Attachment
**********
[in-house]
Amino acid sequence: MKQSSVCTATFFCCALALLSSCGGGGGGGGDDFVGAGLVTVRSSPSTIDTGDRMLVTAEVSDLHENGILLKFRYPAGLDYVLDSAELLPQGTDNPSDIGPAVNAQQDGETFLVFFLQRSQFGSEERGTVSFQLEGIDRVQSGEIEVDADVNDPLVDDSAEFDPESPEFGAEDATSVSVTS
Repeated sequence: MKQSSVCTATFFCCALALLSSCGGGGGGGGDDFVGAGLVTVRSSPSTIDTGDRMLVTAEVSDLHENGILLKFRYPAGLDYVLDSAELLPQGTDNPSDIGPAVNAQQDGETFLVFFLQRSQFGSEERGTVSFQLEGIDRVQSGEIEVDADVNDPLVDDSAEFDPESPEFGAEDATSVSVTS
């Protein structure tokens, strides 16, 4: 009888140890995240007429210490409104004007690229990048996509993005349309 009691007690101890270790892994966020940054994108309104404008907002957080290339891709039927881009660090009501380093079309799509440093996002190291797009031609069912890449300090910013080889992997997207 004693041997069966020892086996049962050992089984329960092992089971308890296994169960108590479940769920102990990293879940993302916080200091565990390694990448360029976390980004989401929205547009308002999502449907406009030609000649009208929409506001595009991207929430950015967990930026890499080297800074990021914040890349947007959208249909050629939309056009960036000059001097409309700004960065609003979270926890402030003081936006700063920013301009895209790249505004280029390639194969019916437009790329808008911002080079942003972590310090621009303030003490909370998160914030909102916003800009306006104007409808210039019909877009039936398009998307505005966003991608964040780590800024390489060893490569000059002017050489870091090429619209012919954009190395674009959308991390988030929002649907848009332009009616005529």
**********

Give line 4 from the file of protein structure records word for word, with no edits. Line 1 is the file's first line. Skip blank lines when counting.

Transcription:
């Protein structure tokens, strides 16, 4: 009888140890995240007429210490409104004007690229990048996509993005349309 009691007690101890270790892994966020940054994108309104404008907002957080290339891709039927881009660090009501380093079309799509440093996002190291797009031609069912890449300090910013080889992997997207 004693041997069966020892086996049962050992089984329960092992089971308890296994169960108590479940769920102990990293879940993302916080200091565990390694990448360029976390980004989401929205547009308002999502449907406009030609000649009208929409506001595009991207929430950015967990930026890499080297800074990021914040890349947007959208249909050629939309056009960036000059001097409309700004960065609003979270926890402030003081936006700063920013301009895209790249505004280029390639194969019916437009790329808008911002080079942003972590310090621009303030003490909370998160914030909102916003800009306006104007409808210039019909877009039936398009998307505005966003991608964040780590800024390489060893490569000059002017050489870091090429619209012919954009190395674009959308991390988030929002649907848009332009009616005529």